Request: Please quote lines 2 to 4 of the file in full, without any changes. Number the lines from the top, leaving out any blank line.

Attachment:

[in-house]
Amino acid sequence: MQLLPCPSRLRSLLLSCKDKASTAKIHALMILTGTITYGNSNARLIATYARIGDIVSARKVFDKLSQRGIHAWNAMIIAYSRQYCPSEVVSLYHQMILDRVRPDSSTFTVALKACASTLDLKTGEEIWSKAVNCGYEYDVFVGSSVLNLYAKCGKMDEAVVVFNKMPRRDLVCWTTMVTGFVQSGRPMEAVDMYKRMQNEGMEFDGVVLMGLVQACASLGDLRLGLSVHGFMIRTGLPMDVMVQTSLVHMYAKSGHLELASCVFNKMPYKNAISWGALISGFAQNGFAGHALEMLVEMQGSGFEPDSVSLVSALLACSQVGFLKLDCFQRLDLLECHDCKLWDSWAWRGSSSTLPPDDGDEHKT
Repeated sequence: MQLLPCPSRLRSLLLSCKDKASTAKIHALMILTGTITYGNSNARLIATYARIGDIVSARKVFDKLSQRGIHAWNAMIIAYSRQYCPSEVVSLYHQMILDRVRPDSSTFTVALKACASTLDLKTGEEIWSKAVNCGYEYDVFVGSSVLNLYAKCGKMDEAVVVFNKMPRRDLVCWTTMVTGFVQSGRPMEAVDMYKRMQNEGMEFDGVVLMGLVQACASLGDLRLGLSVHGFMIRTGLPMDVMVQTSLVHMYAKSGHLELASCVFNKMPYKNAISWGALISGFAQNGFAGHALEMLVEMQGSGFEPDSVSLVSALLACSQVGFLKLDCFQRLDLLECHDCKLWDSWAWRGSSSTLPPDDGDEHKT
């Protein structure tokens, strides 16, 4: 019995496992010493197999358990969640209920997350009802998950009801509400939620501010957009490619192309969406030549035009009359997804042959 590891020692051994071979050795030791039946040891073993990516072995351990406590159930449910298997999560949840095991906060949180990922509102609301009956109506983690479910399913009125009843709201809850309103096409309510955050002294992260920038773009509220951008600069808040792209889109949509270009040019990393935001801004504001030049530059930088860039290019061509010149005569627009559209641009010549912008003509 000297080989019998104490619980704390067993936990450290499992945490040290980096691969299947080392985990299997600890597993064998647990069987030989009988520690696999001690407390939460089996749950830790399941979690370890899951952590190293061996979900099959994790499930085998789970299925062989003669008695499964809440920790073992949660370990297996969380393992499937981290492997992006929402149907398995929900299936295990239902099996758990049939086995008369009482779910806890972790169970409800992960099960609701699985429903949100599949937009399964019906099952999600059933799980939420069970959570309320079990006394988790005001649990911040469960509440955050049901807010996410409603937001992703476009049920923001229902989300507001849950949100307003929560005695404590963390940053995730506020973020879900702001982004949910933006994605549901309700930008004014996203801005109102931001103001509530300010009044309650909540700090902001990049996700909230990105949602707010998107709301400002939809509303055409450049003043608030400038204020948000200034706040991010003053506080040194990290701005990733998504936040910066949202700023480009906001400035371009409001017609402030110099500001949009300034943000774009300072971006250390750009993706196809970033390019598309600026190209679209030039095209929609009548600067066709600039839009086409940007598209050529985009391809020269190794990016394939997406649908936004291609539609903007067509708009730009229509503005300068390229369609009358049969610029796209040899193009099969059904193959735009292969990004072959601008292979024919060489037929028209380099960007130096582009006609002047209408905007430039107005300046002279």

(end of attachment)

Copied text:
Amino acid sequence: MQLLPCPSRLRSLLLSCKDKASTAKIHALMILTGTITYGNSNARLIATYARIGDIVSARKVFDKLSQRGIHAWNAMIIAYSRQYCPSEVVSLYHQMILDRVRPDSSTFTVALKACASTLDLKTGEEIWSKAVNCGYEYDVFVGSSVLNLYAKCGKMDEAVVVFNKMPRRDLVCWTTMVTGFVQSGRPMEAVDMYKRMQNEGMEFDGVVLMGLVQACASLGDLRLGLSVHGFMIRTGLPMDVMVQTSLVHMYAKSGHLELASCVFNKMPYKNAISWGALISGFAQNGFAGHALEMLVEMQGSGFEPDSVSLVSALLACSQVGFLKLDCFQRLDLLECHDCKLWDSWAWRGSSSTLPPDDGDEHKT
Repeated sequence: MQLLPCPSRLRSLLLSCKDKASTAKIHALMILTGTITYGNSNARLIATYARIGDIVSARKVFDKLSQRGIHAWNAMIIAYSRQYCPSEVVSLYHQMILDRVRPDSSTFTVALKACASTLDLKTGEEIWSKAVNCGYEYDVFVGSSVLNLYAKCGKMDEAVVVFNKMPRRDLVCWTTMVTGFVQSGRPMEAVDMYKRMQNEGMEFDGVVLMGLVQACASLGDLRLGLSVHGFMIRTGLPMDVMVQTSLVHMYAKSGHLELASCVFNKMPYKNAISWGALISGFAQNGFAGHALEMLVEMQGSGFEPDSVSLVSALLACSQVGFLKLDCFQRLDLLECHDCKLWDSWAWRGSSSTLPPDDGDEHKT
């Protein structure tokens, strides 16, 4: 019995496992010493197999358990969640209920997350009802998950009801509400939620501010957009490619192309969406030549035009009359997804042959 590891020692051994071979050795030791039946040891073993990516072995351990406590159930449910298997999560949840095991906060949180990922509102609301009956109506983690479910399913009125009843709201809850309103096409309510955050002294992260920038773009509220951008600069808040792209889109949509270009040019990393935001801004504001030049530059930088860039290019061509010149005569627009559209641009010549912008003509 000297080989019998104490619980704390067993936990450290499992945490040290980096691969299947080392985990299997600890597993064998647990069987030989009988520690696999001690407390939460089996749950830790399941979690370890899951952590190293061996979900099959994790499930085998789970299925062989003669008695499964809440920790073992949660370990297996969380393992499937981290492997992006929402149907398995929900299936295990239902099996758990049939086995008369009482779910806890972790169970409800992960099960609701699985429903949100599949937009399964019906099952999600059933799980939420069970959570309320079990006394988790005001649990911040469960509440955050049901807010996410409603937001992703476009049920923001229902989300507001849950949100307003929560005695404590963390940053995730506020973020879900702001982004949910933006994605549901309700930008004014996203801005109102931001103001509530300010009044309650909540700090902001990049996700909230990105949602707010998107709301400002939809509303055409450049003043608030400038204020948000200034706040991010003053506080040194990290701005990733998504936040910066949202700023480009906001400035371009409001017609402030110099500001949009300034943000774009300072971006250390750009993706196809970033390019598309600026190209679209030039095209929609009548600067066709600039839009086409940007598209050529985009391809020269190794990016394939997406649908936004291609539609903007067509708009730009229509503005300068390229369609009358049969610029796209040899193009099969059904193959735009292969990004072959601008292979024919060489037929028209380099960007130096582009006609002047209408905007430039107005300046002279």